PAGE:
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To qualify one of the earlier answers to this question, if you buy US 90% silver coins that are only dated in the 1950s and early 1960s (1964 and earlier), these coins are a) likely to be of higher grade and b) not very likely to be "culls" - damaged coins. Those coins didn't have a very long time in circulation before the US stopped minting 90% silver coins, after which all such coins were hoarded. For that reason, you can often find silver coins from the early 1960s in near uncirculated or even uncirculated condition, even in mixed lots of 90% silver coins.
You can buy bags or rolls of coins, whether on eBay (which you said you don't want to deal with) or from coin dealers or bullion dealers, that are only in those date ranges. Those date ranges include only the following: Roosevelt dimes, Washington Quarters, and Franklin and Kennedy (the latter 1964 only) Halves.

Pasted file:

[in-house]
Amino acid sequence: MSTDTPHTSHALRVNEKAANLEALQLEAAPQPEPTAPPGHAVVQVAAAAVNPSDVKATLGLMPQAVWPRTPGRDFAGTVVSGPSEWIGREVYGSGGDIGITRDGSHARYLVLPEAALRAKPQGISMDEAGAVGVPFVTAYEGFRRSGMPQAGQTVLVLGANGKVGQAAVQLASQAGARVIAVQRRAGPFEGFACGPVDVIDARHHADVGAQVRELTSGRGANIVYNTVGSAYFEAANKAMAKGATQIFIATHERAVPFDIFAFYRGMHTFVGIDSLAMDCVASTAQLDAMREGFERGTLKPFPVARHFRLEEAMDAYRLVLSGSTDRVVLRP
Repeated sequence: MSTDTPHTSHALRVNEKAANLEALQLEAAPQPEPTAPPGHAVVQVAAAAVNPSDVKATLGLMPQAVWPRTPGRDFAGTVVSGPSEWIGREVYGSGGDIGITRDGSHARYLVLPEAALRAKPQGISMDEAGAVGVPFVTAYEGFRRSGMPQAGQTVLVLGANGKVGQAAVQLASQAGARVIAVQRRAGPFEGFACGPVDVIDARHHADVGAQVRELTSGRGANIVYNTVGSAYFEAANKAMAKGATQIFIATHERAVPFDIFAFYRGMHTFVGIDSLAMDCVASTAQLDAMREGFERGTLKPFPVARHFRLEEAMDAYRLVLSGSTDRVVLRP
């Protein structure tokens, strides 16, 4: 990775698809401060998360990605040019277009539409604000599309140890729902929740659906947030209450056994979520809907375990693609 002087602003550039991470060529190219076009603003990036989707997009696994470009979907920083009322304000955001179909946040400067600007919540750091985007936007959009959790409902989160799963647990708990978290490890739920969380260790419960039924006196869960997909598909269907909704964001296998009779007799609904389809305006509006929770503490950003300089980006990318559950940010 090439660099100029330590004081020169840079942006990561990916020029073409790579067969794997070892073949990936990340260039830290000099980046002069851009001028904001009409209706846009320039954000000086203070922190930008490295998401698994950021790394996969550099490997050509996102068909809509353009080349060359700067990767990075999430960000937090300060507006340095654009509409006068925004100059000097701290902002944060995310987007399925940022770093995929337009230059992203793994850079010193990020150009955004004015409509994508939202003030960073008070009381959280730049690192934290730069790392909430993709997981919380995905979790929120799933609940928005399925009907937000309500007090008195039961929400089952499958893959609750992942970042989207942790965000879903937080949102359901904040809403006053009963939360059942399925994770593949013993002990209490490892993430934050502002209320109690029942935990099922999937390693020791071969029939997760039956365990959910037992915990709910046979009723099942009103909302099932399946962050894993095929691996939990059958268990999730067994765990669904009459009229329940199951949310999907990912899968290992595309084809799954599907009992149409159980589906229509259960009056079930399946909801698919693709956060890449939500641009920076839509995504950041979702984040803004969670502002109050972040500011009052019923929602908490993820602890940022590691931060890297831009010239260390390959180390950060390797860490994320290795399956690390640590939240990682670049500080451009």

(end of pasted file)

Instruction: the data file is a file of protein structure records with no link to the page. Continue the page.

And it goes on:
A couple of coin/bullion dealers who list prices on the Internet seem to be offering 90% silver bags today, April 6, 2008, at prices of about 12.7-13.2 times face value, not including shipping and sales tax, if any. On eBay, most such lots seem to be going for around the same price, although that also includes shipping; most eBay sellers don't seem to charge sales tax, as well.
Of course, on eBay, by bidding somewhat lower on many auctions, occasionally you may be able to pick up some coins at a lower price; it's a fairly efficient market but not an entirely efficient one. That's much less likely in the case of coin or bullion dealers, who are usually experienced pros; even if you do a lot of shopping around, it'll be hard to find a bargain.
Finally, you might consider Canadian 80% silver coins as an alternative, perhaps alongside some US 90% coins. They often sell considerably below spot, so they're a better buy, silver-for-silver, and have the added benefit of not being as likely - all things considered - to fall under future Government restrictions.
In the 1967, the US Treasury severely limited what private citizens could do with their US silver coins. And in December 2006, the US Mint imposed criminal penalties on US citizens who melt or export even humble US pennies and nickels. (See the sources below.)